Susan Cain wrote a very provocative article for the New York Times this weekend. It was titled, "The Rise of the New Groupthink." Cain explains that, "Most of us now work in teams, in offices without walls, for managers who prize people skills above all. Lone geniuses are out. Collaboration is in." However, Cain argues that many creative people are quite introverted, and they enjoy working independently and privately. Some creative individuals thrive as "lone geniuses." Privacy and solitude makes them productive, while constant interruptions can be very problematic. Cain cites the work of K. Anders Ericsson, a scholar who has examined how people become world class experts in particular fields through deliberate practice. Cain concludes from his research that, "The best way to master a field is to work on the task that’s most demanding for you personally. And often the best way to do this is alone."
Cain also argues that teams often do not achieve their potential; they do not outperform the results that could be achieved by best individual members working alone. Indeed, much research has shown that teams often experience "process losses" - i.e. 1+1 should equal more than 2, but somehow those synergies often don't materialize in teams. 1+1 might even add up to less than 2 at times. She points specifically to the process of group brainstorming, whose results often do not meet expectations according to many studies.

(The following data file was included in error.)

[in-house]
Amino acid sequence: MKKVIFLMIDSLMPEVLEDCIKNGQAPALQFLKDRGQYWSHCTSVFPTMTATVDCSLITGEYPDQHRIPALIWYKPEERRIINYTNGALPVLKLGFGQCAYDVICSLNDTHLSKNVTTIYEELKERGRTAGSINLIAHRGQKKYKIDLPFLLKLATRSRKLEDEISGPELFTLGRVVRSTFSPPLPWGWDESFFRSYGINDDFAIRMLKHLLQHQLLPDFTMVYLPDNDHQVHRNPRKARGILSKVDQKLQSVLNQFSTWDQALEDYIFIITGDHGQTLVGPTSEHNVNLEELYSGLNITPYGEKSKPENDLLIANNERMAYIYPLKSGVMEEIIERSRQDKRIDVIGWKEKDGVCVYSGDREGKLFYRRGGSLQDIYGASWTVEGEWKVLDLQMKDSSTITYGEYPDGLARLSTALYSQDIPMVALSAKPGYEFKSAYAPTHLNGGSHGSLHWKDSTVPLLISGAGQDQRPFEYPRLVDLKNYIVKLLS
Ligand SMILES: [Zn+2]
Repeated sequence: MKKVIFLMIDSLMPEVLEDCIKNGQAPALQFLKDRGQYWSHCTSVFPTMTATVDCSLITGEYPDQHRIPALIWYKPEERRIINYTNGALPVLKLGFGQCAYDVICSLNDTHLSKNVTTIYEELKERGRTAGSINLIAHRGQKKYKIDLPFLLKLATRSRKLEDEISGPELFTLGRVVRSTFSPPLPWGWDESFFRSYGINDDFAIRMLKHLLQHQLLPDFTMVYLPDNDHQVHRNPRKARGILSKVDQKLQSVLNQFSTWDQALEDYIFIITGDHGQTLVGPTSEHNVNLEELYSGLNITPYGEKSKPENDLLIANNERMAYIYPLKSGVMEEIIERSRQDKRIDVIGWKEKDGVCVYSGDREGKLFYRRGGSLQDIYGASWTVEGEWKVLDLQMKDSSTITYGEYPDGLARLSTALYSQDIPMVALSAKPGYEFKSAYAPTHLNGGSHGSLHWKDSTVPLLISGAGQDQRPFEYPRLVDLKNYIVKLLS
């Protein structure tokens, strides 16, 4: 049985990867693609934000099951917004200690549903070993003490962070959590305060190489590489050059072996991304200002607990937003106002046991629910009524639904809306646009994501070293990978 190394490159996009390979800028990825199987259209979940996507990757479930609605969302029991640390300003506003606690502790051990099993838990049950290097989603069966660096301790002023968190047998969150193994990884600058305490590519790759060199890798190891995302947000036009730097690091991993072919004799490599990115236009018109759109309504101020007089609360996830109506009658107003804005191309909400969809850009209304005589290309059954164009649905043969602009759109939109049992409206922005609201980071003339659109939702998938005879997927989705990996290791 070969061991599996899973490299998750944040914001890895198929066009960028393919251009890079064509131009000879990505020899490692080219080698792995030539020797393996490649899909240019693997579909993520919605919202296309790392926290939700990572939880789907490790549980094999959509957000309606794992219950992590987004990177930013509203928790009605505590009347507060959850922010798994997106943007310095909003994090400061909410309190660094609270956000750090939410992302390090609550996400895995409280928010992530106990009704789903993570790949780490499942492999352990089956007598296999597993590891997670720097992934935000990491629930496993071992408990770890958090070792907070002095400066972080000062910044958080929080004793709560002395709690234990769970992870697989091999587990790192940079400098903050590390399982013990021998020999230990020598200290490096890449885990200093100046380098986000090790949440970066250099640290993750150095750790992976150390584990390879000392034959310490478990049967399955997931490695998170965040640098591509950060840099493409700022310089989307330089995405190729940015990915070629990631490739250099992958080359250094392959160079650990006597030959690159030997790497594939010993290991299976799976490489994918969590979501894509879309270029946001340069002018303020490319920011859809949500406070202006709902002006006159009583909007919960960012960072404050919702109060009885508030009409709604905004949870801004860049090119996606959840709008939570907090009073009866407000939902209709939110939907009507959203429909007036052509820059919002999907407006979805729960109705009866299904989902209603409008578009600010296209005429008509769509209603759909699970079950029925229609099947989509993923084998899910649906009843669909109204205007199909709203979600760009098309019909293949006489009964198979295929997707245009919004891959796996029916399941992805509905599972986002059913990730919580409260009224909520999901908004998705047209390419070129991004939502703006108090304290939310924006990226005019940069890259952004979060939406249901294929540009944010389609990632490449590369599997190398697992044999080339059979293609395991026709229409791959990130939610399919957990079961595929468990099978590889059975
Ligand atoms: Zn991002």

Cain acknowledges that many of our toughest technical and scientific problems no longer can be solved by the "lone inventor" working in their garage. Collaboration has become necessary to make progress on many complex challenges of our time. However, she argues that we have to strike a balance in the way we organize ourselves in workplaces, schools, and other institutions. We need to provide the space for collaboration to occur, but not inundate people with meetings. We have to give people, particularly creative introverts, the opportunity and the venue to work privately and without interruption at times. At the same time, we want to provide the opportunity for the mixing of ideas to occur and the sharing of knowledge. It's a delicate balance, but I believe Cain is right in arguing that we must strive to achieve it.